by Shanisse Goh (Research Intern, EU Centre)
The views expressed in this commentary are those of the author and do not necessarily reflect the views of the European Union or the EU Centre in Singapore.
A printable version of the commentary is available HERE.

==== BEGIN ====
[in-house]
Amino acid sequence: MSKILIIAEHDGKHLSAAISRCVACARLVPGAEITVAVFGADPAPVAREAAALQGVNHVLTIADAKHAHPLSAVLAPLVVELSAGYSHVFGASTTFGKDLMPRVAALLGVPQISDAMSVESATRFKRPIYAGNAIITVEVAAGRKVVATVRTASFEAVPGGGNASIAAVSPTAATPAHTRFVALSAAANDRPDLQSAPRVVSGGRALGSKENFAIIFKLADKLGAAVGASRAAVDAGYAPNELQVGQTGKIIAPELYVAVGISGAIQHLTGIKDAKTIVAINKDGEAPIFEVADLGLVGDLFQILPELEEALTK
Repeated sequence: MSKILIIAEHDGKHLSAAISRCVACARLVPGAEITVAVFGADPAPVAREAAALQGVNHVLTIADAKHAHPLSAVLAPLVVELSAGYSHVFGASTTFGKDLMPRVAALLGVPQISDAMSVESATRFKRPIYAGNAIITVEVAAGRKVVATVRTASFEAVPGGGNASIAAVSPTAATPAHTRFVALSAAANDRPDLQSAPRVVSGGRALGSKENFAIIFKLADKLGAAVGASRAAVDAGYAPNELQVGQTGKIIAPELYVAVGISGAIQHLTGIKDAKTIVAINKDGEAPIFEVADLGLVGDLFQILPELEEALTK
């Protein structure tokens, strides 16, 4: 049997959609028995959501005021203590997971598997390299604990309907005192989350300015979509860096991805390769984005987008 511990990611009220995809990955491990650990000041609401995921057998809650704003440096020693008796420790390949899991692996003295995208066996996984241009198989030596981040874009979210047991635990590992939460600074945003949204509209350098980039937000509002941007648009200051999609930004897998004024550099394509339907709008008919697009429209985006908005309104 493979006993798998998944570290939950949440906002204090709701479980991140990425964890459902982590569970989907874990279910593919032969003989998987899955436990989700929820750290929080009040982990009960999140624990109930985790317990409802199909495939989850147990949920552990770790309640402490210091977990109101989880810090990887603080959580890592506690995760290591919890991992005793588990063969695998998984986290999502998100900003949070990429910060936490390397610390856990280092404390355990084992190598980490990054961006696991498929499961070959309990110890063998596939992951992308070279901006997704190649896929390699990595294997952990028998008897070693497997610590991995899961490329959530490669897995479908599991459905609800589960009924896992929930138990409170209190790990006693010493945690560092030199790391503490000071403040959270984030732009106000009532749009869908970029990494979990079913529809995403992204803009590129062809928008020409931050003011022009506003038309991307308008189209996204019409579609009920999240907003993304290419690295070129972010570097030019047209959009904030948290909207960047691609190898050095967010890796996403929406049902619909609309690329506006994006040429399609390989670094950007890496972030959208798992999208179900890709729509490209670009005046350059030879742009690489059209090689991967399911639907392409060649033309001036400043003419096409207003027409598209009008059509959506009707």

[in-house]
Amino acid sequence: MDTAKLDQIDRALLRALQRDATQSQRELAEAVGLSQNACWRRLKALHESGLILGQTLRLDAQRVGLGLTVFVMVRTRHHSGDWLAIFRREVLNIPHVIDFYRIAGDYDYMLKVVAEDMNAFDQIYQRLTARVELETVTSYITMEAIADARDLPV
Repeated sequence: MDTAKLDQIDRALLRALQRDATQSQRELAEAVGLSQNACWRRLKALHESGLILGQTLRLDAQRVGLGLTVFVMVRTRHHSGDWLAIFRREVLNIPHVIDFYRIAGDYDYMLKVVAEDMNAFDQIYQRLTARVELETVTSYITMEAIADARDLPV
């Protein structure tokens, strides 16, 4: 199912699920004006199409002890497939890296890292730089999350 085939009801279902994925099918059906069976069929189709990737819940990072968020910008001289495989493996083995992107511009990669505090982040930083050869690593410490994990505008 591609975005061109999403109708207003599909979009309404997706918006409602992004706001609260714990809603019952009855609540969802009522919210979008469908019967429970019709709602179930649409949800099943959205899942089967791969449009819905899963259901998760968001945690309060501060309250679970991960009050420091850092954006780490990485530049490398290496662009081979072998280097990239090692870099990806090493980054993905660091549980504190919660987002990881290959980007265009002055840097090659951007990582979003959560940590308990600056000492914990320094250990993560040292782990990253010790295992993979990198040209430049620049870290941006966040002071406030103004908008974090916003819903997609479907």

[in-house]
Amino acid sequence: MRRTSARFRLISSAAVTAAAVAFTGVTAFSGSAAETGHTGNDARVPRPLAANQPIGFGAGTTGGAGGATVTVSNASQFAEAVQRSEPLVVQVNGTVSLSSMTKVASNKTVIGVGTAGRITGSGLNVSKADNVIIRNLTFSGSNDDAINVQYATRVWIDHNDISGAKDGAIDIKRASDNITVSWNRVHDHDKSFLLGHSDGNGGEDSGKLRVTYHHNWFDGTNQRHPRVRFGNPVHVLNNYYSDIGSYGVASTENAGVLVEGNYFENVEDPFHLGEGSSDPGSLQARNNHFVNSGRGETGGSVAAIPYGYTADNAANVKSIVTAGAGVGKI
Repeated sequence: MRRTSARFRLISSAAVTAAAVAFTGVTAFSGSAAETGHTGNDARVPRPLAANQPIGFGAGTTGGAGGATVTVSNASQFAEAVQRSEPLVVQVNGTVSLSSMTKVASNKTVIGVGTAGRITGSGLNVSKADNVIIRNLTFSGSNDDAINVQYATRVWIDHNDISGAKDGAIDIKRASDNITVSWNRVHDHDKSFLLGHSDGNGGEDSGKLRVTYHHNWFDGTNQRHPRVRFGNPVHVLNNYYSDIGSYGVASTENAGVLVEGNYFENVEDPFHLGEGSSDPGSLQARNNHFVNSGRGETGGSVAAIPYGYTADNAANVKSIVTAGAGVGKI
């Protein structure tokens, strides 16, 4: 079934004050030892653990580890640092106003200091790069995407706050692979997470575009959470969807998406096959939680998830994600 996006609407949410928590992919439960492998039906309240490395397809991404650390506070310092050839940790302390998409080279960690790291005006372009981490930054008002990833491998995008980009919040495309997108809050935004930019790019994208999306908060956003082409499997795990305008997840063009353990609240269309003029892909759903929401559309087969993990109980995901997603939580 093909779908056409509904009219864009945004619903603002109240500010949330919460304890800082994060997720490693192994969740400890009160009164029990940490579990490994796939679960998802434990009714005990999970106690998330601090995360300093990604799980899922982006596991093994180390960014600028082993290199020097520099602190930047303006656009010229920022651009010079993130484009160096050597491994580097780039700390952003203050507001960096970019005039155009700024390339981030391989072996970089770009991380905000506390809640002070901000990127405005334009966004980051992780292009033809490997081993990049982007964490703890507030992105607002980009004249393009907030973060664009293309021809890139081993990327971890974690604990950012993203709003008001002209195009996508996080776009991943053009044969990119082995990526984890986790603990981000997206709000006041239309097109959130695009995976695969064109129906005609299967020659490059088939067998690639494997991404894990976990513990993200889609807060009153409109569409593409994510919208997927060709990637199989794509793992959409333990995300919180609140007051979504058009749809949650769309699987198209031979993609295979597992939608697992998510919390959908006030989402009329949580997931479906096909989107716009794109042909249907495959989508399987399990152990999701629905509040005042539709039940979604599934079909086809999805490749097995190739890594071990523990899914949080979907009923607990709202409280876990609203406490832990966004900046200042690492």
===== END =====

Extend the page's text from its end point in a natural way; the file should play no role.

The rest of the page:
We are familiar with the numbers of Syrian refugees flooding into Europe – over a million displaced Syrians have migrated to Europe since the crisis began in 2015. The statistic we are unfamiliar with, however, is the growing number of Syrian refugees heading home from Europe. In 2017, 66,000 refugees returned to Syria from abroad, mostly from neighbouring countries such as Lebanon, Jordan, Turkey. The number of refugees returning from Europe is currently only a fraction of that number, but as the dust settles in Syria and refugees continue to face hostility in host countries, the number returning from Europe is set to rise. It is unclear just how many refugees are leaving Europe, mainly because most of them utilise illegal pathways to get home. However, research conducted since last year has revealed the phenomenon of “reverse migration”.